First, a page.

By its nature, a process of this type faces several challenges and risks. Although it may be carefully structured, the process represents an attempt to catalyze civil society's own response so that it will
21. In Guyana, consultations were used as an adjunct to the task force approach. After the first draft was completed, it was taken to many towns and villages throughout the country, usually by the Minister of Finance himself, to solicit comments.
take on a more active role in national dialogs on development policies. Therefore, it cannot be predicted with any confidence where the process will end up. This simple, but basic, fact should be recognized explicitly at the outset.
Some principal challenges faced in participatory policy processes are summarized in the following paragraphs. Associated with each challenge is the risk that the challenge will not be successfully met.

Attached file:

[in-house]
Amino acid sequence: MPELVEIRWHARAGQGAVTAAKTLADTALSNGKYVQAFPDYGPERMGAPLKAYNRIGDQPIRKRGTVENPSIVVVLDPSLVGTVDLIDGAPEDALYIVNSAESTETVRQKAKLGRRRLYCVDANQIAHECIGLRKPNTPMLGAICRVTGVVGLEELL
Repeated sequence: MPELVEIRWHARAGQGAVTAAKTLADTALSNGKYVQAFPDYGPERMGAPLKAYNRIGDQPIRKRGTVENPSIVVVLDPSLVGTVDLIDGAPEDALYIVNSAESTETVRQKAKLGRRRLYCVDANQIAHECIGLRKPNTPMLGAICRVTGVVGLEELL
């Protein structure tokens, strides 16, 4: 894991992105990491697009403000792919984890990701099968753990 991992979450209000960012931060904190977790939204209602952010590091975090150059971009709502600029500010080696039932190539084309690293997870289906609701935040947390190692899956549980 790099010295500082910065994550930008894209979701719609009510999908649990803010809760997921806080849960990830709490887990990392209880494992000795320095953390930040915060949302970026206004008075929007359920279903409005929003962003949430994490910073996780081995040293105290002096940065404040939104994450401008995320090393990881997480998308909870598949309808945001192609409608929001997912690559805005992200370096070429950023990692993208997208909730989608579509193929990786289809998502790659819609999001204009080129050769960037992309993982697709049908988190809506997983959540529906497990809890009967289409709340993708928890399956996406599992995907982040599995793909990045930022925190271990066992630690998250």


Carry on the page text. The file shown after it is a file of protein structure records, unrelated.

(1) The first challenge is to motivate a sufficient number of leading farmers and ranchers to commit themselves to the process and dedicate the time required to bring it to a successful conclusion. Since both agricultural entrepreneurs and peasant farmers have many claims on their time, it is not easy to satisfy this requirement. In some circumstances, an additional factor that can complicate the challenge is a prevailing attitude of cynicism about the prospects of being able to effect true reforms in the policy framework. On the other hand, if the rural sector is experiencing a deep economic crisis, that circumstance alone may motivate people to try their hand at reforming policies through a participatory process.